(1/809) Neurologic complications of systemic cancer.
Neurologic complications occur frequently in patients with cancer. After routine chemotherapy, these complications are the most common reason for hospitalization of these patients. Brain metastases are the most prevalent complication, affecting 20 to 40 percent of cancer patients and typically presenting as headache, altered mental status or focal weakness. Other common metastatic complications are epidural spinal cord compression and leptomeningeal metastases. Cord compression can be a medical emergency, and the rapid institution of high-dose corticosteroid therapy, radiation therapy or surgical decompression is often necessary to preserve neurologic function. Leptomeningeal metastases should be suspected when a patient presents with neurologic dysfunction in more than one site. Metabolic encephalopathy is the common nonmetastatic cause of altered mental status in cancer patients. Cerebrovascular complications such as stroke or hemorrhage can occur in a variety of tumor-related conditions, including direct invasion, coagulation disorders, chemotherapy side effects and nonbacterial thrombotic endocarditis. Radiation therapy is the most commonly employed palliative measure for metastases. Chemotherapy or surgical removal of tumors is used in selected patients. (+info)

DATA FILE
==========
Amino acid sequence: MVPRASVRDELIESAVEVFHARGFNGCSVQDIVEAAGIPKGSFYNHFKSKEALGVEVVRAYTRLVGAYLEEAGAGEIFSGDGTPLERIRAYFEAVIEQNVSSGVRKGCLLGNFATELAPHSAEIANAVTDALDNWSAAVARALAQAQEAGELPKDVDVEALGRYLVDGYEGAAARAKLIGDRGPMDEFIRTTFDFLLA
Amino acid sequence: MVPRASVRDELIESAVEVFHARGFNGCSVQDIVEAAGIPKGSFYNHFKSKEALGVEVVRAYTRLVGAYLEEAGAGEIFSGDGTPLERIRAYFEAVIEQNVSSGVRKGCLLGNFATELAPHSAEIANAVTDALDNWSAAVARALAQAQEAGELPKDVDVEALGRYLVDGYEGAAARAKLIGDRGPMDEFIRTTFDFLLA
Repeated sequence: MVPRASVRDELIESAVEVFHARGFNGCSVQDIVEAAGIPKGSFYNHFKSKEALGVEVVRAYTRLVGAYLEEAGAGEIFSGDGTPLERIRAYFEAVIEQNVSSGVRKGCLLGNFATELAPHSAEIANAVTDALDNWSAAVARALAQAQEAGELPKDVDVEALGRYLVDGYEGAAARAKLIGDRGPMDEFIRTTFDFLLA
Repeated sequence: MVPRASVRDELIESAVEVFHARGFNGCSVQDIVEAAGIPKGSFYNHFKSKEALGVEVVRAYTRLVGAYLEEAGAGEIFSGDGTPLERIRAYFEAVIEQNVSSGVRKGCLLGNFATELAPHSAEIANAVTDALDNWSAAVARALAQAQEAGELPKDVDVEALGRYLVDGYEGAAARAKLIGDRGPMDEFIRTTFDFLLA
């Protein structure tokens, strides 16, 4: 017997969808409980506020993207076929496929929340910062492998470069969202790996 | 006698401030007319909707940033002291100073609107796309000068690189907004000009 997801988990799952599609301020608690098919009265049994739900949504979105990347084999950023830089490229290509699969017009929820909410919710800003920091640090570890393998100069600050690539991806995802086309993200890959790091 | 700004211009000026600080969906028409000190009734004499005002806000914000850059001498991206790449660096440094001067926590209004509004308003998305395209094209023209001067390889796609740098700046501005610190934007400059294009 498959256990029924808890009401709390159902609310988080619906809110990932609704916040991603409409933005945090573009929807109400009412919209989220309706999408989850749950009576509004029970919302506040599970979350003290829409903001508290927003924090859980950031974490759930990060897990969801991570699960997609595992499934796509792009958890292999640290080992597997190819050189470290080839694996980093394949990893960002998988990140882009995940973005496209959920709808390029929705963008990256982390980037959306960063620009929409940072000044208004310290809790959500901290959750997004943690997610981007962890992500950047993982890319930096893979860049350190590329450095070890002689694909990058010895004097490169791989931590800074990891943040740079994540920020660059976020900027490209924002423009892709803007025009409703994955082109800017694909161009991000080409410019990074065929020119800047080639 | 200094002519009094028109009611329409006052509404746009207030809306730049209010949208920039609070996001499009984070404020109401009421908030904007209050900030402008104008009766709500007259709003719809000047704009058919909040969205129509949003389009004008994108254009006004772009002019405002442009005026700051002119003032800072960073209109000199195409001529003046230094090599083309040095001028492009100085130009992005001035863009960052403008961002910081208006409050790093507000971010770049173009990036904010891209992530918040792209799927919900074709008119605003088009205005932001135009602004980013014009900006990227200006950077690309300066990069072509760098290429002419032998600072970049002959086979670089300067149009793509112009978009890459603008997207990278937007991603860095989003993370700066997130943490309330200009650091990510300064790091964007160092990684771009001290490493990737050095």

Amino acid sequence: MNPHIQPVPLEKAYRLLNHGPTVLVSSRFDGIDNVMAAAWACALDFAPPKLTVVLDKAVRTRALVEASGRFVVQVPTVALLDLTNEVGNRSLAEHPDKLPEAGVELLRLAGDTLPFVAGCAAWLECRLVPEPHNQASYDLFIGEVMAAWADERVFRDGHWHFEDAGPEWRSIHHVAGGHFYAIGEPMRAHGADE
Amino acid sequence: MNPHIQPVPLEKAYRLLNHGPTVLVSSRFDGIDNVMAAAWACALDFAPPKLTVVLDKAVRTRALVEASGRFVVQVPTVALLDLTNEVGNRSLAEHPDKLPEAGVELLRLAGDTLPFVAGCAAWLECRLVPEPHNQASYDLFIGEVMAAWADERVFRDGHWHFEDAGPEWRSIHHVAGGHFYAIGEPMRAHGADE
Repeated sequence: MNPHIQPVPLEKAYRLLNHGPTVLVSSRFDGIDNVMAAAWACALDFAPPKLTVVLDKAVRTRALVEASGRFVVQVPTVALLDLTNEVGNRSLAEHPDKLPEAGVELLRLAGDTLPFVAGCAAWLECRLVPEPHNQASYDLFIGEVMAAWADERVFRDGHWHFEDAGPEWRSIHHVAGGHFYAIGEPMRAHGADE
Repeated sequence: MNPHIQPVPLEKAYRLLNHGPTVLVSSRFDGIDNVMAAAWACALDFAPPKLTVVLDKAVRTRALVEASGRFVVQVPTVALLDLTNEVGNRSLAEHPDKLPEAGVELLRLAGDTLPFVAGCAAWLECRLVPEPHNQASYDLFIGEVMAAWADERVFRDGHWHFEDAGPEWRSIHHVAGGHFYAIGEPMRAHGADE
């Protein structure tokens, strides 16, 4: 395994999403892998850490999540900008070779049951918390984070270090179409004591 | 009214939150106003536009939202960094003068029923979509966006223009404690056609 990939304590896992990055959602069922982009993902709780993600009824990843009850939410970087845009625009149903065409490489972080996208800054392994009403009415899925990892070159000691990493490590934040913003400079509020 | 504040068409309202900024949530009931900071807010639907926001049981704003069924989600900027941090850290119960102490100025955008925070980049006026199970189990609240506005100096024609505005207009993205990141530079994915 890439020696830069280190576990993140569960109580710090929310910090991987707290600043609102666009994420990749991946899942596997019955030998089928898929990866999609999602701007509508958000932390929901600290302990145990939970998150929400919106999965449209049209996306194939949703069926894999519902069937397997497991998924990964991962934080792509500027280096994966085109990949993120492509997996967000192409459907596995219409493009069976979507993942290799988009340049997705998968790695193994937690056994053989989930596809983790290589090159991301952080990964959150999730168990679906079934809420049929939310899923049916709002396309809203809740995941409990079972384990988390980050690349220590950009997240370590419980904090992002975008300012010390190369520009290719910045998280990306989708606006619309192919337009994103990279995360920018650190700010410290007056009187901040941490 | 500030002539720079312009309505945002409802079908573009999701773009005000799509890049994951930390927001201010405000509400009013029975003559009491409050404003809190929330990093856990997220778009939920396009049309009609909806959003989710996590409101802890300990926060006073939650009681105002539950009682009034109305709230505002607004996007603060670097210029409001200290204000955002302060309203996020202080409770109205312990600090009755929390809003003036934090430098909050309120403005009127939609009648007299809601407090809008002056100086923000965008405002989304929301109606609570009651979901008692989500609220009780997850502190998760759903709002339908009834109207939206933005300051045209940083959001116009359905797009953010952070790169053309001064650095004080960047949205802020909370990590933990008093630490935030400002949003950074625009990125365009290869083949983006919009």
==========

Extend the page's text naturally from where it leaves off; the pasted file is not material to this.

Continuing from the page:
(2/809) Neurological complications of neurofibromatosis type 1 in adulthood.
Neurofibromatosis type 1 (NF1) is a genetic disease with a wide range of neurological manifestations. To examine these, and to evaluate neurological morbidity in adulthood of patients with NF1, we studied a hospital-based series of 158 patients that included 138 adult patients aged >18 years and 20 children. NF1 evaluation included a multidisciplinary clinical and a clinically oriented radiological investigation. Neurological events occurring during childhood (in both children and adults of the series) and adulthood were recorded. One or several neurological manifestations have been observed in 55% of patients (adults and children) (n = 87). These included: headache (28 patients); hydrocephalus (7); epilepsy (5); lacunar stroke (1); white matter disease (1); intraspinal neurofibroma (3); facial palsy (1); radiculopathy (5); and polyneuropathy (2). Tumours included: optic pathway tumours (20); meningioma (2); cerebral glioma (3); and malignant peripheral nerve sheath tumours (6). Life-threatening complications were observed in five adults and included four malignant peripheral nerve sheath tumours and one meningioma. Pain was the leading symptom in 11 adults and was related to malignant peripheral nerve sheath tumours, complications of intraspinal neurofibromas, subcutaneous neurofibromas and peripheral nerve neurofibromas. NF1 in adults was not associated with other disabling or life-threatening neurological complications. Symptomatic optic pathway tumours, cerebral gliomas, symptomatic aqueductal stenosis and spinal compression due to intraspinal NF were observed exclusively during childhood. In this series, the predominant neurological features of adults with NF1 were chronic pain and malignant peripheral nerve sheath tumours. (+info)